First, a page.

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Featured on Mar 24, 2011

Ben Kessler

"Who you are, what you do, where you're going - it's all a story. Learn how to tell it."


I've been obsessed with technology since an early age. I was never good at math or science, so decided to study business, and marketing. I always thought of myself as an entrepreneur and have found myself lucky enough to experience working with several amazing startups. Currently I'm the Director of Communications at SeatGeek and look at our data to help surface trends within the ticketing industry.

  • Title: Director of Communications, SeatGeek
  • Age: 25
  • Location: Chelsea
  • Contact: Ben Kessler

You say that you’ve always thought of yourself as an entrepreneur.  Have you ever thought about doing your own startup?  If so, what industries interest you as potential opportunities for a new company?

I call myself an entrepreneur because I've always been excited and passionate about taking risks in the world of business. This all started when I was 13 years old and launched my own e-commerce site, Kids my age were really interested in getting their hands on video games from Japan, as they often launched months or years ahead of the U.S. market. I realized that there was no easy way to really obtain these games without going to shady kiosks at the mall, so I built a site I believe on Yahoo! Stores. Unfortunately when it came time to figure out how to actually manage the supply and demand for the games I would sell, things fell apart. Video game distributors I would call about drop shipping to my customers often questioned my high-pitched voice. When one of them asked for my federal tax ID and I had no idea what that was, it was time to throw in the towel.

That said, I'm extremely interested in mobile commerce, and payments, although that space is extremely crowded currently. I've also been toying with ideas around sharing memories in the form of video depending on where you are located at the time. As long as the product is focused on connecting people with the service on a personal, and emotional level, I'm usually very interested.

You are the Editor and Co-Founder of the blog Unbreaded, which is an online publication that features reviews, news, interviews and recipes, exclusively devoted to the craft of fine sandwiches.  As a sandwich expert, can you please direct us to some of your favorite sandwich shops here in New York City and what to order there?

It makes me sad to admit that when I moved to NYC in 2009, Unbreaded sort of fell by the wayside. The site hasn't been updated since last summer, but I vow to figure out a way to bring it back to life sometime soon. Some of my favorite sandwiches include the chicken parm at Torrisi, the smash at The Meatball Shop, the spicy bao from Baoguette, anything from Num Pang, the lamb burger at Breslin, and I'm currently digging on the 3Bs Special burger from Food Parc. It's hard to pick my favorites, but I'm always on the lookout for something new. Sandwich crawl, anyone?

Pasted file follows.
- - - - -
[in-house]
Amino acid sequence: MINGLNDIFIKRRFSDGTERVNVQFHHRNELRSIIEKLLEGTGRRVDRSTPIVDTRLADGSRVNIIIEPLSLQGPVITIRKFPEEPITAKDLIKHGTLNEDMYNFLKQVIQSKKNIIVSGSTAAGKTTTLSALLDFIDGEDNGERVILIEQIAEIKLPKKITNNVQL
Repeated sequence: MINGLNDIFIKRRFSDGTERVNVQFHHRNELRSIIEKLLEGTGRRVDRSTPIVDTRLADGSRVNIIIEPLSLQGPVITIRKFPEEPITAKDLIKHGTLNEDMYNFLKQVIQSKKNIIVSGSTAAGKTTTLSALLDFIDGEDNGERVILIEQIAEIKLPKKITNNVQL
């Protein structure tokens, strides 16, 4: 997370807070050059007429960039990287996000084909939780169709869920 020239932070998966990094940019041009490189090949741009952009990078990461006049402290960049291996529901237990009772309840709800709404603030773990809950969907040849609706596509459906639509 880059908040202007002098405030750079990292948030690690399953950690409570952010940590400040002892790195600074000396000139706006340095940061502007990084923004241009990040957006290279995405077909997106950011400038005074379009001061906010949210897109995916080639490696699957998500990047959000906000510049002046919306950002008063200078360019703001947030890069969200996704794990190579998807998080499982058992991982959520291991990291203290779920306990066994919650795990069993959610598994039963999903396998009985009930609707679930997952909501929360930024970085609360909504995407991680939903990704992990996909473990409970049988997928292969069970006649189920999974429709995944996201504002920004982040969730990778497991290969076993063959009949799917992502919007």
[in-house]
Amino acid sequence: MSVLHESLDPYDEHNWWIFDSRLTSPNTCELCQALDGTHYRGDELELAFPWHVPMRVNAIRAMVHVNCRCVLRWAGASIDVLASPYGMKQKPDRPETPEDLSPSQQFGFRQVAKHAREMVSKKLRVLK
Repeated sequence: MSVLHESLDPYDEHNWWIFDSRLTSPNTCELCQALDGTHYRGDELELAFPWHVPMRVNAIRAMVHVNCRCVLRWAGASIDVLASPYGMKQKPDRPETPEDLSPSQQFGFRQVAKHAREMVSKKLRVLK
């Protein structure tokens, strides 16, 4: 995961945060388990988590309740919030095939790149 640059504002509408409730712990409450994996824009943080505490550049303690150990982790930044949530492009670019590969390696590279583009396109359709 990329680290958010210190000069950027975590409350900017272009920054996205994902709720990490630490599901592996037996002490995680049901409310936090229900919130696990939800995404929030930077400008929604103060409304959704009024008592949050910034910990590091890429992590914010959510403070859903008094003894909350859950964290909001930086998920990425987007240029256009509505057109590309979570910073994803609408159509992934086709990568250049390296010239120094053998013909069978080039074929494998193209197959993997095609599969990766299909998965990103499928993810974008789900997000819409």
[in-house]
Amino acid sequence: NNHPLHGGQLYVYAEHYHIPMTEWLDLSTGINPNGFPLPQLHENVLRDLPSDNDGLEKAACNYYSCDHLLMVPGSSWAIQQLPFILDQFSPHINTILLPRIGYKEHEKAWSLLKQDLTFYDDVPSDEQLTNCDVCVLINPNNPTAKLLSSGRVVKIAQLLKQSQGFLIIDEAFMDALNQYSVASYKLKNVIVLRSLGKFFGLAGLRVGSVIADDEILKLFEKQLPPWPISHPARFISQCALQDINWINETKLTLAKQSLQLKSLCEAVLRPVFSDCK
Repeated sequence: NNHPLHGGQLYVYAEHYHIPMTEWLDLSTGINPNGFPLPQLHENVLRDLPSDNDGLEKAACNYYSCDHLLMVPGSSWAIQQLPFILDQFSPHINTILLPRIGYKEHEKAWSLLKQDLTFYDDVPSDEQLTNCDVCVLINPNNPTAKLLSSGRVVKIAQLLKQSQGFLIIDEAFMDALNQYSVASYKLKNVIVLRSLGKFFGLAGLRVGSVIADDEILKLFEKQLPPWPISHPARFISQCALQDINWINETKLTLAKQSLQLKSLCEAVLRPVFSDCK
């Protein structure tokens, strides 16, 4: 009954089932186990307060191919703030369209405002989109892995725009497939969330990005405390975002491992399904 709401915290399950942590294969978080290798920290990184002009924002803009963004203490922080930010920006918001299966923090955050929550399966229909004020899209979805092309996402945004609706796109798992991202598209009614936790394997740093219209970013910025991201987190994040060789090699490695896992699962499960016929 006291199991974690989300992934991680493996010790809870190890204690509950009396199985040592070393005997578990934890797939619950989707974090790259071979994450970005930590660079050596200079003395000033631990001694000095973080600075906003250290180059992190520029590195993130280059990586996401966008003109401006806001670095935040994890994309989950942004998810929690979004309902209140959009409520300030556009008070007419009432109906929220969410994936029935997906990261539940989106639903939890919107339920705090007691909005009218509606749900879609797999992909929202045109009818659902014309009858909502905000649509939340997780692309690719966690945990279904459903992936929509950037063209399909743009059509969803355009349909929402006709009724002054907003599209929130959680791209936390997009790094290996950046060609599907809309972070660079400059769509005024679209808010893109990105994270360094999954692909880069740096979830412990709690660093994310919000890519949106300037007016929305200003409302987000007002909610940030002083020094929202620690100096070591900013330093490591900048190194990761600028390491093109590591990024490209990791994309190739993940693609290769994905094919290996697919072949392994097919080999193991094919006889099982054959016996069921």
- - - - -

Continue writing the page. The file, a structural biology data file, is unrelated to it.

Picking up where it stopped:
What’s the typical day like for the Director of Communications at SeatGeek like?

We have a fantastic team here at SeatGeek, full of really bright and fun people, so I have to first give a shout out to them. My typical day includes crunching data on the latest sports, and music events and sharing it with industry writers and reporters across the country. We create a lot of awesome content around this data for our partners, and I manage all of our community efforts. I also brew up a pretty mean French press.

We noticed that you were listed in Foodspotting’s Autumn 2010 Super Spotter group and have racked up an impressive 18.975 points on the site to date.  What type of camera do you use for your pictures?  And why do you enjoy taking pictures of your food?

I've got to say, I've been using Foodspotting since the day they launched, and they are most definitely one of my favorite startups out there with an amazing team. In the beginning my photos weren't so hot, as I was shooting them on an iPhone 3G. I upgraded to the iPhone 4 when it launched and the majority of my photos are taken with my phone - the latest build of the Foodspotting app makes it easier than ever to take a photo, spot the food, and get back to digging in. When I'm feeling fancy, or on vacation I shoot with a Canon Rebel XSi with either the standard 18-55 or a 60mm macro lens.

I really enjoy the effort that goes into creating food, and enjoy how it represents the culture, personality, and emotions of the person cooking it. Every dish I eat, except for maybe the occasional Chick-Fil-A sandwich or Chipotle burrito, is a moment I want to remember. My favorite spot to date is also one of my favorite dishes in the entire world - Shrimp & Grits at Hominy Grill in Charleston.

Director of Communications